Ready for the lung cancer showdown between Merck & Co.’s ($MRK) Keytruda and Bristol-Myers Squibb’s ($BMY) Opdivo? It’s here, and way ahead of schedule.
Merck scored FDA approval for Keytruda in lung cancer, right on time in early October, giving the drug a few months to gain ground before Opdivo’s expanded lung cancer nod was due. But last week, Opdivo won that new lung cancer indication, pitting the two drugs against each other in squamous and non-squamous non-small cell lung cancer.
As the two applications were making their way through the FDA, analysts were slicing and dicing numbers on disease populations and predicting the labeling language that would define each med’s target in lung cancer. Because of the way their individual clinical trials were designed, the thinking was that Keytruda’s NSCLC nod would be limited to second-line patients testing positive for PD-L1, and Opdivo’s wouldn’t.
Those predictions came true, with Keytruda’s label sticking to the PD-L1 population, and Opdivo’s indication, also in previously treated patients, free of PD-L1 limits. Bigger patient populations mean potential sales are bigger, too–and the FDA’s official word gives Bristol-Myers more firepower as it guns for first place in the hot immunotherapy field.
The FDA did note the importance of the PD-L1 biomarker in its release about the new Opdivo approval, as Bernstein analyst Tim Anderson wrote in a Friday investor note. Richard Pazdur, who heads up the FDA’s Office of Hematology and Oncology Products, noted that Opdivo delivered an “overall survival benefit in certain non-small cell lung cancer patients,” but said “it appears that higher expression of PD-L1 in a patient’s tumor predicts those most likely to benefit.”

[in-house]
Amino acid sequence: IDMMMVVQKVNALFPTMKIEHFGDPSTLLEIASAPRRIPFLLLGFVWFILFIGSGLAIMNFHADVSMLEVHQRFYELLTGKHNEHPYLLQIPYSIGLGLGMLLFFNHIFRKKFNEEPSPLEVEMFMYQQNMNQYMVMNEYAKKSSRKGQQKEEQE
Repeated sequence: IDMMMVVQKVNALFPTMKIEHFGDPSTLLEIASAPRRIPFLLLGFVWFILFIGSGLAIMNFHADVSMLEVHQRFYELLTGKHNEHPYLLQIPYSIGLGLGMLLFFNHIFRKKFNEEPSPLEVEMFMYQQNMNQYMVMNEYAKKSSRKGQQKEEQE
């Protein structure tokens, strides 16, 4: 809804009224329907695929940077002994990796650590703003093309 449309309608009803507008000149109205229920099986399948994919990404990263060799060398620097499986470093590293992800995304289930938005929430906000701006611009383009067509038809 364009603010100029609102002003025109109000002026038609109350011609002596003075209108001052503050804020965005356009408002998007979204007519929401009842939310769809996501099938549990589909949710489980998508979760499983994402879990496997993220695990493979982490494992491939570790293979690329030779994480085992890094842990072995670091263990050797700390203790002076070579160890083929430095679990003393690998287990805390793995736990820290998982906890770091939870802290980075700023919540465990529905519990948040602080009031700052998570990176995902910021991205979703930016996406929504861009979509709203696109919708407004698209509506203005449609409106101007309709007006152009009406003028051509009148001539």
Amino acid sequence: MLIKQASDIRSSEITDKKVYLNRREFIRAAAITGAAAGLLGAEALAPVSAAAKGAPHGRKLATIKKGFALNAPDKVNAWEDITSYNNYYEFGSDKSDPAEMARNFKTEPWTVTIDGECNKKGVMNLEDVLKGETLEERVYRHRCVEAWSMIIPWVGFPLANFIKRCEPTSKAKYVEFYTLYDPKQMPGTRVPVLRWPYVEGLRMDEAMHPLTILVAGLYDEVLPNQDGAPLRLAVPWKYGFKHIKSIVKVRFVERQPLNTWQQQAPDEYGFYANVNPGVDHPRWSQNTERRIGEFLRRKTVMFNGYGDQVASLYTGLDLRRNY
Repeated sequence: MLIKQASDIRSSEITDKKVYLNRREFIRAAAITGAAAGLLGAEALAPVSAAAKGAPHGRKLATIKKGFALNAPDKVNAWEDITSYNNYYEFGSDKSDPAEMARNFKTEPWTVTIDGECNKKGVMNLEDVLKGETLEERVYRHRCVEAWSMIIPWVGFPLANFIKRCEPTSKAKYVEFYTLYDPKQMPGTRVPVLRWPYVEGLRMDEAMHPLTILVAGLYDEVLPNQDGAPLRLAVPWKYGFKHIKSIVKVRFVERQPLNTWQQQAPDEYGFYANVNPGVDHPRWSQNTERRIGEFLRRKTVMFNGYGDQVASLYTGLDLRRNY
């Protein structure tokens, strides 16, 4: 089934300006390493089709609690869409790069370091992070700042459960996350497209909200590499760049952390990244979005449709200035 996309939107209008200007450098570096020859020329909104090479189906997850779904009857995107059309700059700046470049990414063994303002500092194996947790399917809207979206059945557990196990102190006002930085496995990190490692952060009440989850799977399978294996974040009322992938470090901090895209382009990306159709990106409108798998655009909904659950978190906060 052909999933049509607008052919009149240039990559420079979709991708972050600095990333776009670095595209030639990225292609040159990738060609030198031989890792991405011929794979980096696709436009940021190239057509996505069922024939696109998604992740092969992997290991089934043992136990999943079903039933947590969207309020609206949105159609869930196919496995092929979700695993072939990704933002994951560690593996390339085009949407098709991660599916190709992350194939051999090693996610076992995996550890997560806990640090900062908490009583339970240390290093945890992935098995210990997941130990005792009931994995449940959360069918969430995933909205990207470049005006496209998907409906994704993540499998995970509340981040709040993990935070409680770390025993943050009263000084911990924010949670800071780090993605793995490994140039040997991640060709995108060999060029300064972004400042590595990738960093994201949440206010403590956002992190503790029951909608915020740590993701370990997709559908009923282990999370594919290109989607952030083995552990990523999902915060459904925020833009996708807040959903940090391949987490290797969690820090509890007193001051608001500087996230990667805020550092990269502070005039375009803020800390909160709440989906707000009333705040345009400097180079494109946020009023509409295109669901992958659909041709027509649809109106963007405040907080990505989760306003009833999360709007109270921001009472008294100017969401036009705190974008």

The follow-up questions now are, a., whether influential drug compendia follow the FDA’s lead in limiting treatment recommendations for Keytruda and not for Opdivo, and b., whether the biomarker distinction between the two meds disappears when treating newly diagnosed patients.
Anderson figures there’s a chance that the compendia could recommend Keytruda use in all patients, regardless of PD-L1 status; those decisions will probably come early next month, he says. As for the first-line versus second-line question, Anderson says both companies’ trials are focused specifically on previously untreated patients testing positive for PD-L1.
Along with the Opdivo approval, the FDA cleared a PD-L1 companion diagnostic from Dako.
Opdivo’s latest nod–in the non-squamous form of NSCLC–follows in the footsteps of its first lung cancer approval, in the squamous disease type. That FDA green light came in February, several months ahead of its PDUFA date. The agency cited Opdivo’s ability to prolong patients’ lives as a reason for that early decision.
However the Keytruda-vs.-Opdivo battle shapes up, the two meds could soon have another rival: Roche’s ($RHHBY) atezolizumab, which targets PD-L1, rather than PD-1 as the other two do. Though the Swiss drugmaker’s entrant carries a $2 billion sales estimate right now–compared with $8.8 billion by 2020 for Opdivo, and $5.5 billion for Keytruda–Roche thinks that PD-L1 target, its data in a broad range of cancers, plus some combination-therapy studies, could give atezolizumab a better shot than analysts realize.
October 12, 2015 | By Tracy Staton